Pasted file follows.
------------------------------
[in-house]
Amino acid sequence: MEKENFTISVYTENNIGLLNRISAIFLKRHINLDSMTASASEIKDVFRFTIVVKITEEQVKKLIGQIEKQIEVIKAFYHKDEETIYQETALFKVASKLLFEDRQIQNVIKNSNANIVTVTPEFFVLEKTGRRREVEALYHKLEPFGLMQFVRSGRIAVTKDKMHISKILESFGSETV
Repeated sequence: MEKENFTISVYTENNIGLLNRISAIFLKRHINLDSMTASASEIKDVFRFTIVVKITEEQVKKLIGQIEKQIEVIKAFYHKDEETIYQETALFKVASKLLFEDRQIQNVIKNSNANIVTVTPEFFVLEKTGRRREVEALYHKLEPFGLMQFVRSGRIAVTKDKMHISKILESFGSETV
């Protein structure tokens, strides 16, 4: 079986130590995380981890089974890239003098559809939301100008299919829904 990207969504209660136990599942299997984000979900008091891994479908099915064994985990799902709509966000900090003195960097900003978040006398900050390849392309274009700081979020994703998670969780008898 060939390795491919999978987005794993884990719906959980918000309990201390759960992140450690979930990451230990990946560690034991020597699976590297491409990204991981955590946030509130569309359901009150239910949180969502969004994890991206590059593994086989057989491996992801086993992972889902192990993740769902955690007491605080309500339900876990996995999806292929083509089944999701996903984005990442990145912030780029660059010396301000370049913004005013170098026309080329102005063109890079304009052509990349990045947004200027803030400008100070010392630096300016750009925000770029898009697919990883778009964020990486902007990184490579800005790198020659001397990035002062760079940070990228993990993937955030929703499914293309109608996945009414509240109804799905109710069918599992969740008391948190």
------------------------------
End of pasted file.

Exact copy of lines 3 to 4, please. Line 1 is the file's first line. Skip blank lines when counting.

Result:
Repeated sequence: MEKENFTISVYTENNIGLLNRISAIFLKRHINLDSMTASASEIKDVFRFTIVVKITEEQVKKLIGQIEKQIEVIKAFYHKDEETIYQETALFKVASKLLFEDRQIQNVIKNSNANIVTVTPEFFVLEKTGRRREVEALYHKLEPFGLMQFVRSGRIAVTKDKMHISKILESFGSETV
């Protein structure tokens, strides 16, 4: 079986130590995380981890089974890239003098559809939301100008299919829904 990207969504209660136990599942299997984000979900008091891994479908099915064994985990799902709509966000900090003195960097900003978040006398900050390849392309274009700081979020994703998670969780008898 060939390795491919999978987005794993884990719906959980918000309990201390759960992140450690979930990451230990990946560690034991020597699976590297491409990204991981955590946030509130569309359901009150239910949180969502969004994890991206590059593994086989057989491996992801086993992972889902192990993740769902955690007491605080309500339900876990996995999806292929083509089944999701996903984005990442990145912030780029660059010396301000370049913004005013170098026309080329102005063109890079304009052509990349990045947004200027803030400008100070010392630096300016750009925000770029898009697919990883778009964020990486902007990184490579800005790198020659001397990035002062760079940070990228993990993937955030929703499914293309109608996945009414509240109804799905109710069918599992969740008391948190």